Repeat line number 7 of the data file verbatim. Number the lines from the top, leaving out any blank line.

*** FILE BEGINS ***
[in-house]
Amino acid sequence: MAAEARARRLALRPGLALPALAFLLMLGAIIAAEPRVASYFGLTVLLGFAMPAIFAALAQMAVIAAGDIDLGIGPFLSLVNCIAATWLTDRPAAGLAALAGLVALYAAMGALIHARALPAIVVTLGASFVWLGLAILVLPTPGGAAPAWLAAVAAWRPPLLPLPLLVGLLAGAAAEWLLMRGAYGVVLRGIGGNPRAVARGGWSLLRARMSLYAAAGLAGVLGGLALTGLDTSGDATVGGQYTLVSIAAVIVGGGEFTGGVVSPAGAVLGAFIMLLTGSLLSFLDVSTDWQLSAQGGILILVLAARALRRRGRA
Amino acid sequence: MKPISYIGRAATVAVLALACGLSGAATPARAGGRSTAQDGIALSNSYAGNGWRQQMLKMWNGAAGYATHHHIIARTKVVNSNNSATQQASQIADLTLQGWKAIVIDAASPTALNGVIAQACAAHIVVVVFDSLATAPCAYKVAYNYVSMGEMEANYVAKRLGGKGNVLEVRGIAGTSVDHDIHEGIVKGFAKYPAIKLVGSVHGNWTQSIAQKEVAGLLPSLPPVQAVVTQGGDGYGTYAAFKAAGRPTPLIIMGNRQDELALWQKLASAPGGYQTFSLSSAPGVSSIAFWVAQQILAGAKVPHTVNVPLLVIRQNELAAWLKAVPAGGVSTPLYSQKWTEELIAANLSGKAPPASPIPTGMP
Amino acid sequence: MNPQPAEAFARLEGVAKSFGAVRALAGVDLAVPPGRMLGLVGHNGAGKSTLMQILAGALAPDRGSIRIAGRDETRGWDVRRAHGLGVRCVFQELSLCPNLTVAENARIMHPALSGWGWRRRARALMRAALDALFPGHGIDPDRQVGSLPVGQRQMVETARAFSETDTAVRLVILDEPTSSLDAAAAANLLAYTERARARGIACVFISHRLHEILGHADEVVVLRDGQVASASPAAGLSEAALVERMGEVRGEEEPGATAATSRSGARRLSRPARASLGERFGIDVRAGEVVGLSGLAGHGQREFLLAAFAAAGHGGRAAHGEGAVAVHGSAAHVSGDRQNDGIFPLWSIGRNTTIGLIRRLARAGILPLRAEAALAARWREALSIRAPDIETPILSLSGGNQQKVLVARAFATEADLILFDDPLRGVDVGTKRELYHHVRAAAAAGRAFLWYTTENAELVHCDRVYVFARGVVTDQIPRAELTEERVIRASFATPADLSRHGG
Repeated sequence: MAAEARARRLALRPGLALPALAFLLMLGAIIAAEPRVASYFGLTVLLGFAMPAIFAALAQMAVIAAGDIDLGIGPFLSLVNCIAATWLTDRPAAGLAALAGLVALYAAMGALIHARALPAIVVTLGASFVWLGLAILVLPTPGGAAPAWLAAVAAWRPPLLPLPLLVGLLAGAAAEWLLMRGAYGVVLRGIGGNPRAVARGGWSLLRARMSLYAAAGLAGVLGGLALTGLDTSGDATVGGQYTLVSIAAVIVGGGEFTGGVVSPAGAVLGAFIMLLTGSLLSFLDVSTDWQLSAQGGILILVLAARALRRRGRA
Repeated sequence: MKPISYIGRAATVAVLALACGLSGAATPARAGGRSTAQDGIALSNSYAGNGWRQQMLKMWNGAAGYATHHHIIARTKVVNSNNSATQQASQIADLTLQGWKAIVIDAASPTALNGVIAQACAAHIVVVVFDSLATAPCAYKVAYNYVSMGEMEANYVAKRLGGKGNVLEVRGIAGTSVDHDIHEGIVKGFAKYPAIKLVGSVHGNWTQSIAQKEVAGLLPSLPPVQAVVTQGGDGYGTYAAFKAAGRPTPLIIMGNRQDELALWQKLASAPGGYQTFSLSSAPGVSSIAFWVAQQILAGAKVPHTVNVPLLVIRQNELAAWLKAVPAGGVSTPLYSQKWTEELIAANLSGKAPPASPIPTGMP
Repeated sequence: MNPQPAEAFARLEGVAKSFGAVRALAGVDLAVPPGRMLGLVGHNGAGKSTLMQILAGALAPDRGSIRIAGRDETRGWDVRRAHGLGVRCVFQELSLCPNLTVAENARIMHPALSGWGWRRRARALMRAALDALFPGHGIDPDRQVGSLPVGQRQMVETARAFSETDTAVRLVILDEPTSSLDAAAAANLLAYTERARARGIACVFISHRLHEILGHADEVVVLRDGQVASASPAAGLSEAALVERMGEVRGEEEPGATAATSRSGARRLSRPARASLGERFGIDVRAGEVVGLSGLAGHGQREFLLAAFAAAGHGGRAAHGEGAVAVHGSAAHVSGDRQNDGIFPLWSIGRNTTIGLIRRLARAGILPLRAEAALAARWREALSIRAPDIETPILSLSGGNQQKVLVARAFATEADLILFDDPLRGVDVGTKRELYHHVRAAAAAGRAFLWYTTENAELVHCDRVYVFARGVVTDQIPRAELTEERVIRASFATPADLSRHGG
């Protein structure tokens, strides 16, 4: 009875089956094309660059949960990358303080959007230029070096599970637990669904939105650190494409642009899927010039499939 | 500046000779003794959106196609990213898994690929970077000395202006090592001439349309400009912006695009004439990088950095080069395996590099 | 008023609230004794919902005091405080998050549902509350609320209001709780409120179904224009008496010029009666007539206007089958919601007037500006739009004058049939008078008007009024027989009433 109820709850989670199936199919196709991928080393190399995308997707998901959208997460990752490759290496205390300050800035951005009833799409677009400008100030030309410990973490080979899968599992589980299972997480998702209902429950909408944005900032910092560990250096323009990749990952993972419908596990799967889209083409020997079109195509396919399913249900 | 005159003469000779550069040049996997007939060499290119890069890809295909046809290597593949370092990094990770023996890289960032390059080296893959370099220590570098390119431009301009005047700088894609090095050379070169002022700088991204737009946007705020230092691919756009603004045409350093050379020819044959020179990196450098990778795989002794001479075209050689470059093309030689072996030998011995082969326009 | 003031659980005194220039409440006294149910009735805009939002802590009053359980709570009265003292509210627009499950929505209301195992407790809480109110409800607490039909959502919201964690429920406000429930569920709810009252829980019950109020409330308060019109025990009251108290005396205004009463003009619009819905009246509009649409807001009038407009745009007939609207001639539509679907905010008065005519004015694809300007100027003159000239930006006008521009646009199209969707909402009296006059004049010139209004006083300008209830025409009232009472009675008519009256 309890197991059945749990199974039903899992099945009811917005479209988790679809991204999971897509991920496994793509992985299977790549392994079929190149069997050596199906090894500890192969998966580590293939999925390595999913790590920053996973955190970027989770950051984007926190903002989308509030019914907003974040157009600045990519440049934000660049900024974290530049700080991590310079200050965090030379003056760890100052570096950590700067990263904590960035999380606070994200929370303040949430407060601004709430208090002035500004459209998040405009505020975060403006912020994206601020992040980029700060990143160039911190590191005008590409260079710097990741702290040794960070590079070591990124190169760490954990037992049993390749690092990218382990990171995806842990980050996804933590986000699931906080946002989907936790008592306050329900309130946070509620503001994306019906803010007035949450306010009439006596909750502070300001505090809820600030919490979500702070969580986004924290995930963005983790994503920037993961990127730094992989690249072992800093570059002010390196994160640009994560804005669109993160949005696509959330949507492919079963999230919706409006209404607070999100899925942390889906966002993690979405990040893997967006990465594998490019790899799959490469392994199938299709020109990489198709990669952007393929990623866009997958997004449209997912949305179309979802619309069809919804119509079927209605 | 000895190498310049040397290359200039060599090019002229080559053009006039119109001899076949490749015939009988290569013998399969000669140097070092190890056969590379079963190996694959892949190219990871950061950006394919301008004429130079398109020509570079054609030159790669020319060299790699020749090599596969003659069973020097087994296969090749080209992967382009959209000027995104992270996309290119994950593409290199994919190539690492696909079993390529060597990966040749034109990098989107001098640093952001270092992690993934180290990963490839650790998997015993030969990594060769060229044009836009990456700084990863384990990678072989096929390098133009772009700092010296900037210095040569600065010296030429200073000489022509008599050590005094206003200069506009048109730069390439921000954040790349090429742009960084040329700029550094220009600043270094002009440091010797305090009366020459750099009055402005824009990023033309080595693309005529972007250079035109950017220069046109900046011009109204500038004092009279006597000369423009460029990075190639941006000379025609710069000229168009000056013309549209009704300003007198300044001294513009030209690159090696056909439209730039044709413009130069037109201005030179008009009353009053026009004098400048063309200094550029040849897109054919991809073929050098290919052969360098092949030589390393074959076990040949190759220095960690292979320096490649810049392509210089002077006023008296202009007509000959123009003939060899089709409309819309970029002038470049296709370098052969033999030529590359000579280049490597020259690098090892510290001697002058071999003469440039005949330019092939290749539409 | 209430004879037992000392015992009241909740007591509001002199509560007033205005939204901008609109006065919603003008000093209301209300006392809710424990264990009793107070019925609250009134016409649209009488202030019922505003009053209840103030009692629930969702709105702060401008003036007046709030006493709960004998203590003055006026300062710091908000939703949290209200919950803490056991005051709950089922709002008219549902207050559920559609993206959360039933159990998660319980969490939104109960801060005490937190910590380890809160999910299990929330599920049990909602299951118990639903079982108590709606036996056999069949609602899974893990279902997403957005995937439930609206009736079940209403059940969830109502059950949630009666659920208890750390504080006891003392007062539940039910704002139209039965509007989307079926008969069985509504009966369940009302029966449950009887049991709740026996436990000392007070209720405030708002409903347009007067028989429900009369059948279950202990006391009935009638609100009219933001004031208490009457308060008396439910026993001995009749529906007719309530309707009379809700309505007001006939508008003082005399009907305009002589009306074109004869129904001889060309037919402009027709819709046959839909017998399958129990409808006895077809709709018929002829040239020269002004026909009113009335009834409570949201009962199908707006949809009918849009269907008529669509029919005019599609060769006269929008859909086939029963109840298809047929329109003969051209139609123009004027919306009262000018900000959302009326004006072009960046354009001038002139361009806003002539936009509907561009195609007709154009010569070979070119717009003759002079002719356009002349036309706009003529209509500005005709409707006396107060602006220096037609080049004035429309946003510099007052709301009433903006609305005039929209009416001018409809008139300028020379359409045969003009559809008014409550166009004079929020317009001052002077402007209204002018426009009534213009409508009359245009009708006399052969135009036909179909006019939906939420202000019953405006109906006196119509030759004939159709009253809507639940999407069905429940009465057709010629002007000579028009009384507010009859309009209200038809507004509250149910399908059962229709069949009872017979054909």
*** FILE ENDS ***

Repeated sequence: MNPQPAEAFARLEGVAKSFGAVRALAGVDLAVPPGRMLGLVGHNGAGKSTLMQILAGALAPDRGSIRIAGRDETRGWDVRRAHGLGVRCVFQELSLCPNLTVAENARIMHPALSGWGWRRRARALMRAALDALFPGHGIDPDRQVGSLPVGQRQMVETARAFSETDTAVRLVILDEPTSSLDAAAAANLLAYTERARARGIACVFISHRLHEILGHADEVVVLRDGQVASASPAAGLSEAALVERMGEVRGEEEPGATAATSRSGARRLSRPARASLGERFGIDVRAGEVVGLSGLAGHGQREFLLAAFAAAGHGGRAAHGEGAVAVHGSAAHVSGDRQNDGIFPLWSIGRNTTIGLIRRLARAGILPLRAEAALAARWREALSIRAPDIETPILSLSGGNQQKVLVARAFATEADLILFDDPLRGVDVGTKRELYHHVRAAAAAGRAFLWYTTENAELVHCDRVYVFARGVVTDQIPRAELTEERVIRASFATPADLSRHGG